I beleive that most of what they do constitutes CHILD ABUSE, of their own kids. They do all these things, and their kids are the ones who suffer, by not being able to have a normal social life, not making friends, by getting hit by flying debris from motorists who dislike them, and by beig so brainwashed and tormented that they have no life outside of the Phelps family cult.

But early on, they did cross the bounds into harrassment, slander, and libel, and that's what their claim to fame was when they first hit the public radar. Fred Phelps loves the publicity, and he has been usng his whole extended family as a means of getting fame for himself.


Nope, and if they were, I'd be terrified about what would come next. We already have protesters of legitimate concern be harassed and harmed by police, so if unimportant ones were, well...that would be bad.

Actually, that happens now with the "free speech zones" that the Bush administration has set up to avoid having protestors get seen by the media. That's just with legitimate protestors who have every right to be seen and to protest in public. Nazis, racists, and others seldom have a legitimate message.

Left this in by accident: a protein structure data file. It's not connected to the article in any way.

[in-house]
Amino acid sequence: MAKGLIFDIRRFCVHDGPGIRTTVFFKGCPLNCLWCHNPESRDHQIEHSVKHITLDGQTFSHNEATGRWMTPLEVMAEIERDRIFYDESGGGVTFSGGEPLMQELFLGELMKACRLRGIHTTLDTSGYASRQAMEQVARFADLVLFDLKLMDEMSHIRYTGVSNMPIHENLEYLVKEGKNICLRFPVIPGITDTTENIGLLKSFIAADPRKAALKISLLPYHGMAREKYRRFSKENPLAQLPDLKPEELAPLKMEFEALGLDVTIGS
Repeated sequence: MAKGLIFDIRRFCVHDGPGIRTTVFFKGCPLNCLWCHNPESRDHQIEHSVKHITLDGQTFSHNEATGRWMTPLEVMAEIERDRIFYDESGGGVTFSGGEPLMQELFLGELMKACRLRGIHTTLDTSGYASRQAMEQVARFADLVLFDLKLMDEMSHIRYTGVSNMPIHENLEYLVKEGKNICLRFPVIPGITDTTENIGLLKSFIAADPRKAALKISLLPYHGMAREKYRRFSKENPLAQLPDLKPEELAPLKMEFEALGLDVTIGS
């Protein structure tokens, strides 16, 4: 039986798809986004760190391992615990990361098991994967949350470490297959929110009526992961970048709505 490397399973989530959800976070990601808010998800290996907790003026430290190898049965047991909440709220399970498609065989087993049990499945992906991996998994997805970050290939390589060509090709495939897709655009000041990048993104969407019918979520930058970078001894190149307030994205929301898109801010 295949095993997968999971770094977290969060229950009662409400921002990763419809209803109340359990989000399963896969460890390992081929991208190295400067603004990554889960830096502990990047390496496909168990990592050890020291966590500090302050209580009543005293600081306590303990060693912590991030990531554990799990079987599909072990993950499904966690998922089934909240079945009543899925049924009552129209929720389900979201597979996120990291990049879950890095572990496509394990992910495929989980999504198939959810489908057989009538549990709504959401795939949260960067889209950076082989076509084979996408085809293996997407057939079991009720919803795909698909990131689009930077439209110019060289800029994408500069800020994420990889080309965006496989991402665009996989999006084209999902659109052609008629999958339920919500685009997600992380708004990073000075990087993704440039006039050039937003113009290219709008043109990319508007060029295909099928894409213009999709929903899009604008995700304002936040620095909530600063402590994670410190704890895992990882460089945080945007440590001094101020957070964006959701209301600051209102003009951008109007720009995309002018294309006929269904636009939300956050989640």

I disagree that a city should have the right to bar a rally, I think a Nazi rally is protected under freedom of expression. Why should a rally be banned?

If a city wishes to bar a rally, it should have that right. It should have to justify it, though. After all, gays protesting inclusion in society is a legitimate political and social message. "we hate Jews and black people" is not legitimate. I'm sure that if the Nazis hired someone with the elocution of William F. Buckley, that they'd find a legitimate excuse, but as long as their message is an ANTISOCIAL one, it's not.